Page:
Businesses Count the Cost of Social Networking

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banning social networksA recent UK survey discovered that 57% employees were accessing sites such as Facebook and Twitter for an average of 40 minutes per week. It concluded that non-business use of the social networks was costing the UK £1.38 billion every year ($2.28 billion US Dollars).

Portsmouth City Council discovered that workers spent 413 hours a month using Facebook and promptly blocked the website. Other councils have insisted that staff sign a code of conduct in which they promise to limit their non-business web access.

Despite the findings, 76% of the 1,460 workers surveyed stated they had not been issued with specific guidelines relating to non-work internet use.

Is Blocking Effective?

Businesses often react strongly to these survey reports and the list of banned sites on corporation firewalls can increase exponentially. But how effective can it be? It technically simple to block Twitter.com, but there are dozens of alternative websites and applications. Even catching them all does not prevent staff tweeting on mobile phones.

The social networks can also offer significant business benefits to customer support, sales, marketing, and research departments. Cordoning off huge areas of the web could be counter-productive.

Time Wasting is Not a New Phenomenon

The survey found employees were spending an average of just 8 minutes per day using social networks. There will be people who waste far more time, but how many minutes are wasted chatting with colleagues, making a coffee, taking a personal call, enjoying an extra long comfort break, or staring out of the window? No one can ever give 100% concentration throughout the whole of an 8-hour day.

There are obviously situations when employee’s personal internet use moves beyond reasonable limits. Business managers have a right to implement guidelines, monitor access, and reprimand staff who flout the rules.

Perhaps I’m being overly simplistic, but I would recommend businesses either provide full internet access or ban it altogether. People are clever — attempting to control employee behavior will ultimately backfire.

Has your organization blocked access to the social networks? Do they have usage guidelines? Has blocking helped or hindered your daily work?

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  • http://www.virvo.com Web-Development

    There have been multiple attempts to filter using proxies in various offices I have worked in – in my own company, we just believe in trust and try to measure output rather than dictate non-business activities. If you cant trust your employees, they shouldnt be working for you.

  • http://htmlblox.com samanime

    I definitely agree with the idea of “allow full access or ban it completely.” If you block just a part, it always becomes a challenge to see if you can get around that part. Once you do, they block your new method too and it ends up being an endless game of cat and mouse. Then, you wind up wasting a lot more time then if you didn’t block it at all.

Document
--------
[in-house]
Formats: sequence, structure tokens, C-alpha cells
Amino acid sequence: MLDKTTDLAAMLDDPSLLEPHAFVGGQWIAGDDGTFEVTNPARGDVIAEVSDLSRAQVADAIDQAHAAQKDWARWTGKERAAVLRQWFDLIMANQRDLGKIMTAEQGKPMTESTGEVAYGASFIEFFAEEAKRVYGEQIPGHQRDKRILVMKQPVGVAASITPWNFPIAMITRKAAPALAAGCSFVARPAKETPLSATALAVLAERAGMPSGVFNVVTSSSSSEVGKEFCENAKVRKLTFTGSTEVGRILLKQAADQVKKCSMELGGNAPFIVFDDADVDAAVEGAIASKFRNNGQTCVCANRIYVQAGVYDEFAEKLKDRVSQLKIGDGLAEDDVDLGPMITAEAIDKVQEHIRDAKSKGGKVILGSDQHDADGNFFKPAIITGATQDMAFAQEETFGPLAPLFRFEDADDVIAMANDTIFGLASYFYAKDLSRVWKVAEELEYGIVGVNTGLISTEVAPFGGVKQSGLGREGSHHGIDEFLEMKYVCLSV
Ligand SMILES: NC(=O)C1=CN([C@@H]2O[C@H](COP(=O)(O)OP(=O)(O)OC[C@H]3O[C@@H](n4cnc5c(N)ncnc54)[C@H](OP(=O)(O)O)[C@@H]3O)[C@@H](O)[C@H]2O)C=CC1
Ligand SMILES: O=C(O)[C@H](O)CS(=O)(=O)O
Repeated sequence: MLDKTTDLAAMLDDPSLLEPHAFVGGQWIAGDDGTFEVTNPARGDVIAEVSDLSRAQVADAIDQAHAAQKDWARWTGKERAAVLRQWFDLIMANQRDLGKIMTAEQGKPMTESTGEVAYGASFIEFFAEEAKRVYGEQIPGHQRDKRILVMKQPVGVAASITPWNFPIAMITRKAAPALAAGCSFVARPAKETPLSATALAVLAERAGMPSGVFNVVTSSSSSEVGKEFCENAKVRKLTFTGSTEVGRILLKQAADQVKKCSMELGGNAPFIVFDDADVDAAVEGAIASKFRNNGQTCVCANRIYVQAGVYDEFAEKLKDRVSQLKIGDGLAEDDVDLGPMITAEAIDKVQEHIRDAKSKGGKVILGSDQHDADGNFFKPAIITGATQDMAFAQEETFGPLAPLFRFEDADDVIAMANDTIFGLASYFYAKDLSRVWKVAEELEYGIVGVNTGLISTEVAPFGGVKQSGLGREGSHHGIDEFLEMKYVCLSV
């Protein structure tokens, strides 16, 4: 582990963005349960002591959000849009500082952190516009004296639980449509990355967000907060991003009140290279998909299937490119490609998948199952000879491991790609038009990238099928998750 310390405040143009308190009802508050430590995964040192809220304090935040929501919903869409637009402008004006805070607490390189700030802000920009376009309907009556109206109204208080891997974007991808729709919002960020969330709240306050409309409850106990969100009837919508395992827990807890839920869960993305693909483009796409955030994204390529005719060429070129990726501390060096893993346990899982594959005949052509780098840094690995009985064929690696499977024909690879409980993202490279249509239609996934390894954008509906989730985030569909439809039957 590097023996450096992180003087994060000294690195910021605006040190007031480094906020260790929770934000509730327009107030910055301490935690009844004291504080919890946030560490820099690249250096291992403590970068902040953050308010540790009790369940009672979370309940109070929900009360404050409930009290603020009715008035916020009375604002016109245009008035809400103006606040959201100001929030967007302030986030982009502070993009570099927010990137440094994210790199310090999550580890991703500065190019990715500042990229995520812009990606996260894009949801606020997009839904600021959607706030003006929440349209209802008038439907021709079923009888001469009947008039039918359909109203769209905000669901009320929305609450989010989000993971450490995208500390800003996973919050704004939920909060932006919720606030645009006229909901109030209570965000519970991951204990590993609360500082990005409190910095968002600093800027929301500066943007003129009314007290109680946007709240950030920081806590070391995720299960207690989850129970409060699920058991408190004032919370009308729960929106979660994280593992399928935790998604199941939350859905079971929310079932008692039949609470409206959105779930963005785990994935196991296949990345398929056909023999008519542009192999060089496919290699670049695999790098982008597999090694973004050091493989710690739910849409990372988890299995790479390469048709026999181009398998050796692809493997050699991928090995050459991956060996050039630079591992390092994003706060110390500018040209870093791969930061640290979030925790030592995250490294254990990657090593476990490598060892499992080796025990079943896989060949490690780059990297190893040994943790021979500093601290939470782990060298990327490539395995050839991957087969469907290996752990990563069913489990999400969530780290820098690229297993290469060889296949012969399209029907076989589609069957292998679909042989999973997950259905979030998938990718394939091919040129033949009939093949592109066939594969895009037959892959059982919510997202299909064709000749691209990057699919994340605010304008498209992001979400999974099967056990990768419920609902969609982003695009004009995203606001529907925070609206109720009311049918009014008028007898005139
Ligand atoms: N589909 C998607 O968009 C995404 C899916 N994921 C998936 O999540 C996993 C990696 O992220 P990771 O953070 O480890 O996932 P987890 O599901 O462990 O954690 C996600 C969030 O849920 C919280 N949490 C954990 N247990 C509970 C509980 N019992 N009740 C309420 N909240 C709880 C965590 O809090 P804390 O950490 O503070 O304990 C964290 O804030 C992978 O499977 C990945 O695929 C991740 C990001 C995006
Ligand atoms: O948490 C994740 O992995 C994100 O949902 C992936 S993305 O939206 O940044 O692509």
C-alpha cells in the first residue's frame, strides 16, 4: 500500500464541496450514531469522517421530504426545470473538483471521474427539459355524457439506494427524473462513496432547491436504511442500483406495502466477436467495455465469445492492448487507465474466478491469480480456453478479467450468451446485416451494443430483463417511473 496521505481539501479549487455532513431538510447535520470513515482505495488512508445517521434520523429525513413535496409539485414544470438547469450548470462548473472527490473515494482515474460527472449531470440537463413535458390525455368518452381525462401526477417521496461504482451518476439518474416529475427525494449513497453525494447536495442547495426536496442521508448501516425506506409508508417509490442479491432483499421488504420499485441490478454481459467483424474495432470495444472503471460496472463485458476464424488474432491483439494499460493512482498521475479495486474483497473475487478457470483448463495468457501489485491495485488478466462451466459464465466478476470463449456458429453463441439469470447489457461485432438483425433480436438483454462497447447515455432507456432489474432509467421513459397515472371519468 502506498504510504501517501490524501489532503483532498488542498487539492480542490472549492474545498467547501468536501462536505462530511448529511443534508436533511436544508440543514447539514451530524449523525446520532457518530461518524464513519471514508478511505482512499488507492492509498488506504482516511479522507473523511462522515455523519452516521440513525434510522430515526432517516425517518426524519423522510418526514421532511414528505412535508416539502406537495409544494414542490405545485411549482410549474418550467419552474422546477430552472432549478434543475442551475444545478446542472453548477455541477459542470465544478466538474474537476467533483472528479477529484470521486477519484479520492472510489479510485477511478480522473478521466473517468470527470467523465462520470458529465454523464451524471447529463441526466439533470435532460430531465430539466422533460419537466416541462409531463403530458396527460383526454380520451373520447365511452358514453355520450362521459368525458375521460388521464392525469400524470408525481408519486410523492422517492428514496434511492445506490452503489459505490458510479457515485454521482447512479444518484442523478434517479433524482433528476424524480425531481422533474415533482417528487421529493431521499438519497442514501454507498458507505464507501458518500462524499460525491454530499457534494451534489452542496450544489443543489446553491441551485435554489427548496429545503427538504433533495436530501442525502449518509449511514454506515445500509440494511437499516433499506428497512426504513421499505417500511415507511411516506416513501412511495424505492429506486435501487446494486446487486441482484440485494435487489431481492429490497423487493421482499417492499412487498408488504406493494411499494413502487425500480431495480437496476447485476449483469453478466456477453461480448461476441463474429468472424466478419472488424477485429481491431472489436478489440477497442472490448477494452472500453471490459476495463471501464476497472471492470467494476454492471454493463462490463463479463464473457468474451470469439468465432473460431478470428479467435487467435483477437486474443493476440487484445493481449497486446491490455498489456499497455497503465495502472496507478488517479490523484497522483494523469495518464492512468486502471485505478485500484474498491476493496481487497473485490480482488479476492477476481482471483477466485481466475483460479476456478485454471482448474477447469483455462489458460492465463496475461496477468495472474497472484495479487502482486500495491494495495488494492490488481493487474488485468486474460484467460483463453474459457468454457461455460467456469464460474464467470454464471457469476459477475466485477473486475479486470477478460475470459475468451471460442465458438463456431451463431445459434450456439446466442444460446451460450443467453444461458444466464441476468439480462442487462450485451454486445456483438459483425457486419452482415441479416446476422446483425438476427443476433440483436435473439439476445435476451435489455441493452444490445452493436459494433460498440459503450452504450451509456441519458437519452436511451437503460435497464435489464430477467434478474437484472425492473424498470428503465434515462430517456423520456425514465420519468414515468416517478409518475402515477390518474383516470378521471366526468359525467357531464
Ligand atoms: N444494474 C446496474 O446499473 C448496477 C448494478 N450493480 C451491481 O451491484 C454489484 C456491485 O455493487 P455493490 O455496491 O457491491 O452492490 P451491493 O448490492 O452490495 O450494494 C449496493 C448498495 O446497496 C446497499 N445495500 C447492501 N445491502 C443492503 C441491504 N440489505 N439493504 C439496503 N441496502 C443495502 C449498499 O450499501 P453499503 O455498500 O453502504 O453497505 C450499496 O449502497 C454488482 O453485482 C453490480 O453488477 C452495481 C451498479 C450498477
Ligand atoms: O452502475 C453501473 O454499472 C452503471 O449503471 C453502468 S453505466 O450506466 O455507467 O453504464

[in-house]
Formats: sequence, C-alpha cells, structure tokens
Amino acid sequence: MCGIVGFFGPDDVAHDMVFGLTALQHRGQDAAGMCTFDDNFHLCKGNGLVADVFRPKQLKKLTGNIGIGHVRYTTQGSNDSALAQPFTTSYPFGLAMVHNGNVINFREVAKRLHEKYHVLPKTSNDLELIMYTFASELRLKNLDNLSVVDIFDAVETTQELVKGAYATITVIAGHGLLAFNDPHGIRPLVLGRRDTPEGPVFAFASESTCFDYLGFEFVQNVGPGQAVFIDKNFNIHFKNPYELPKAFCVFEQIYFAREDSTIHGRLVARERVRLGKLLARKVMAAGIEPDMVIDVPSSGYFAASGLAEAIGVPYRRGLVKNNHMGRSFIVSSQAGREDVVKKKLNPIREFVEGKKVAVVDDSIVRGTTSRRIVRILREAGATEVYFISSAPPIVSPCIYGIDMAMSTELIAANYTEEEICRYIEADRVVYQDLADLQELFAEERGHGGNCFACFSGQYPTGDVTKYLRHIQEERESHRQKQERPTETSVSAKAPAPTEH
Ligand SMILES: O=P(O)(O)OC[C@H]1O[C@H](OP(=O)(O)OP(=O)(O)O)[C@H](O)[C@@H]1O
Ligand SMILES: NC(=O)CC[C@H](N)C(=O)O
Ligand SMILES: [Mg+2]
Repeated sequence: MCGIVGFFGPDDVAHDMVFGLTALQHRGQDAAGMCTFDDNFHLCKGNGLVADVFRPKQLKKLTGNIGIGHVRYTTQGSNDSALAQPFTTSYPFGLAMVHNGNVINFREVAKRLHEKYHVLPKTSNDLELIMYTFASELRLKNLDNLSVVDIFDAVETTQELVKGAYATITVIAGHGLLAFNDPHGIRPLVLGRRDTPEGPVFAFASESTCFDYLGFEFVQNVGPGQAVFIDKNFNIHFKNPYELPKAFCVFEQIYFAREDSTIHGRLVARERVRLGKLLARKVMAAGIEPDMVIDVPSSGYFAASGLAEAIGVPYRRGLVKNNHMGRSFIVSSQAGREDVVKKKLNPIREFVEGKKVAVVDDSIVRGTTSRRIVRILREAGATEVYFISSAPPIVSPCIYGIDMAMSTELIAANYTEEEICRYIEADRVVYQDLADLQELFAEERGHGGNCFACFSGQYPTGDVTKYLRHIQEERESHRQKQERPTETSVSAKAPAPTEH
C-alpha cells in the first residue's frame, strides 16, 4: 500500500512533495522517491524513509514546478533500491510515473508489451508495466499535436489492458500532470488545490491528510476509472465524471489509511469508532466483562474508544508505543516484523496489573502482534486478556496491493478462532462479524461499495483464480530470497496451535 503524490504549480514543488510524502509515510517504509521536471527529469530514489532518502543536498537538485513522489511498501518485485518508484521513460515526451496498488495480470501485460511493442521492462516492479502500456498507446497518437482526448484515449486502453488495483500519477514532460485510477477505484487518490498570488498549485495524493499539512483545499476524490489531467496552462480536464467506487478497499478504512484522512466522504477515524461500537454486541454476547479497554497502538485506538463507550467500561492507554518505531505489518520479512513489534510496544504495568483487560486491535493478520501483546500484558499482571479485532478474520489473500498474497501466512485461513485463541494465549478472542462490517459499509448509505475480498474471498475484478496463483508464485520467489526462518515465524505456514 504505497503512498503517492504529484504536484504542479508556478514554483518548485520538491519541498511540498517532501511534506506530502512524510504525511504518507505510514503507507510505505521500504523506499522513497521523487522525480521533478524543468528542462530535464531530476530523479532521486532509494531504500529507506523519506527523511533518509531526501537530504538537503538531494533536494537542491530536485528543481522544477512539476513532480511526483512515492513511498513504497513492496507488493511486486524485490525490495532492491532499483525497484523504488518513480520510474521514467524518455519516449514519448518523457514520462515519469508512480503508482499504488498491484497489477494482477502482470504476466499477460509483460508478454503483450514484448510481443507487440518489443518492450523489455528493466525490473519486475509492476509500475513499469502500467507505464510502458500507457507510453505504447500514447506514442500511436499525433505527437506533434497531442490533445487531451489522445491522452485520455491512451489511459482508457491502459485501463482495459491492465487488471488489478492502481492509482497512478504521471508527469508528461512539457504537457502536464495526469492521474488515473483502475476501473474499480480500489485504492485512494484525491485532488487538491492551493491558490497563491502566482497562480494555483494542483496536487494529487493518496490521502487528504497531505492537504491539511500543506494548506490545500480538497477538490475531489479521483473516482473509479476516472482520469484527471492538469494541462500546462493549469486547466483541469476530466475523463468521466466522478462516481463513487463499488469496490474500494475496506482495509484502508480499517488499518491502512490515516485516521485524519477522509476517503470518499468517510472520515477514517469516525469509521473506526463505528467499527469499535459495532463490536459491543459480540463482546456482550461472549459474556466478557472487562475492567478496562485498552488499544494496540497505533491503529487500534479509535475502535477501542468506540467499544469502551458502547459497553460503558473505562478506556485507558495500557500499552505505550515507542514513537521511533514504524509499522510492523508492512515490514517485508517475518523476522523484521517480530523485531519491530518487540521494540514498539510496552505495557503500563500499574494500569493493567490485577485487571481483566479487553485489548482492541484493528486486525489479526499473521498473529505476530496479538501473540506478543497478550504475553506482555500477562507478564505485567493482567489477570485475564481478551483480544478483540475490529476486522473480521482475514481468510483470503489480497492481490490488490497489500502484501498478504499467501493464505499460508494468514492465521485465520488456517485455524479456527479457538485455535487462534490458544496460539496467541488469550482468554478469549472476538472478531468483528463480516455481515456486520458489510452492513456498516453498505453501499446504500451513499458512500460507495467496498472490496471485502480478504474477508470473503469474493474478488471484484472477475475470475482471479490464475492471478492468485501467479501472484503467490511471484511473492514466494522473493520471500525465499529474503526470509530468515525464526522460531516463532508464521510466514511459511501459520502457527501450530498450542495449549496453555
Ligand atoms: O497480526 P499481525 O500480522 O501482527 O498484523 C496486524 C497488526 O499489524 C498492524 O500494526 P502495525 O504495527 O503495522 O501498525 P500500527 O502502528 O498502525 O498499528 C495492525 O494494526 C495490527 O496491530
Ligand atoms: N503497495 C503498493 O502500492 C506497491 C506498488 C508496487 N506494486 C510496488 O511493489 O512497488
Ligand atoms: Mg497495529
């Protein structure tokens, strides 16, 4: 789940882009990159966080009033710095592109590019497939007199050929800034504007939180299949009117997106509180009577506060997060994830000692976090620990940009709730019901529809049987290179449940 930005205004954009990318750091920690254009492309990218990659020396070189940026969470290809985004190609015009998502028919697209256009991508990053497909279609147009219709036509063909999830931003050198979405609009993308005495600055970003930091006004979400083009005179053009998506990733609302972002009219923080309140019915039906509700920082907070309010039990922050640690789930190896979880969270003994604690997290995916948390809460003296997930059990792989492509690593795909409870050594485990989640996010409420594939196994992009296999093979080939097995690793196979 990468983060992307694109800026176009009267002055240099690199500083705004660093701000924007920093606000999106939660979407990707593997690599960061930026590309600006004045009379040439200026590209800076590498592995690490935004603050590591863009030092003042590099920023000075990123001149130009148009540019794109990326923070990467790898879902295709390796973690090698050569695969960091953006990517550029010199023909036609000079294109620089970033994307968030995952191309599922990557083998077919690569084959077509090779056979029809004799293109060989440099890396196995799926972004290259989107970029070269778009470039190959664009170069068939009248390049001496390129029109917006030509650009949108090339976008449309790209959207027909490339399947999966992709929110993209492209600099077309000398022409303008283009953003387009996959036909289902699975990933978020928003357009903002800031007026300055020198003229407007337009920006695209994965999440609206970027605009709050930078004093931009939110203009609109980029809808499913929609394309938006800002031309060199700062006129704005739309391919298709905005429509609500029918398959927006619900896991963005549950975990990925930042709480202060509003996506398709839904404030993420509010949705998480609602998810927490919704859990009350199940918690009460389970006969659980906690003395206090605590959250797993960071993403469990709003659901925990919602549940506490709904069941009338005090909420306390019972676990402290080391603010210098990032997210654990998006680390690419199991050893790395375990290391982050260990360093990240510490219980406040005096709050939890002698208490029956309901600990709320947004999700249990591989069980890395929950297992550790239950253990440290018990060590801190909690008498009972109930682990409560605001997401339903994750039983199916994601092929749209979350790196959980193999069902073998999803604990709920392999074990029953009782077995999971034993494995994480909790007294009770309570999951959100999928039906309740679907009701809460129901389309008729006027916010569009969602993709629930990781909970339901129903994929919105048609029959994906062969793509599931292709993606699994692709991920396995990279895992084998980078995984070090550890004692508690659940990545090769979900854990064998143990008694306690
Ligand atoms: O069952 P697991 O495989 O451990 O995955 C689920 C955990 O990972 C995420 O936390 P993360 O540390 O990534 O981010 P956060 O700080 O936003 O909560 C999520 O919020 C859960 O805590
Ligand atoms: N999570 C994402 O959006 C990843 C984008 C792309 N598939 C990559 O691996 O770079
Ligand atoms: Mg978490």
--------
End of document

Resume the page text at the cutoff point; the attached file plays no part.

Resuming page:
• Wrong

    There is no way around a proper GPO blocking people from changing network settings and adding facebook.com and twitter.com to your local DNS servers.

    Working as a Network Administrator, I definitely do not agree with the allow all or block all concept.

  • rozner

    8 minutes a day is really nothing. There are people at my office who waste far more time just going on coffee and/or smoke breaks. Not to mention people who just come by your office to talk about whatever is floating around in their head since they have nothing better to do. I’ve worked for some large corporations, and I’m working for one now and people waste a lot of time and it has nothing to do with the internet.

    I find the blocking really annoying, not so much for facebook, but generally anything with “blog” in the URL is blocked and often I need some technical info which is answered in a blog that I can’t see. So I usually end up wasting more time by accessing it on my phone. And if I really feel like going on facebook I can do that on my phone as well (which I usually do in boring meetings, which is all meetings at my company … ). So anyway, I’m against blocking internet access.

  • http://www.patricksamphire.com/ PatrickSamphire

    People need breaks in their work if they are going to be productive. 40 minutes a week is nothing. This stupid obsession with monitoring every single moment of a person’s time in the office just causes resentment, and reduces motivation and productivity.

    Look at the work the person produces, not whether they are plodding along every second of the day. Promote them if they are producing great work, fire them if they are not cutting it. Forget whether they are spending 40 minutes a week on Facebook.

  • http://www.brothercake.com/ brothercake

    PatrickSamphire is right. The thing that none of this takes account of is that wasting time can boost productivity. I think of it as “creative time wasting” – it provides a break, mental relief, a few minutes of relaxation.

    All of will have experienced situations where we’re stuck on a problem, and find that often the best way to solve it is to stop thinking about it for a while. This concept is best described by the phrase “sleep on it” – to take the mind away from it completely, and by doing so, to allow new inspiration to come to mind naturally.

    Allowing employees to spend a natural amount of time relaxing at work yields an overall increase in useful productivity; and trying to block this kind of activity has further disadvantages in terms of breeding resentment.

    I do not accept that the use of social networking sites at work costs business money – such a conclusion proceeds from the false assumption that such time would otherwise be spent in 100% productive activity, which is simply not the case.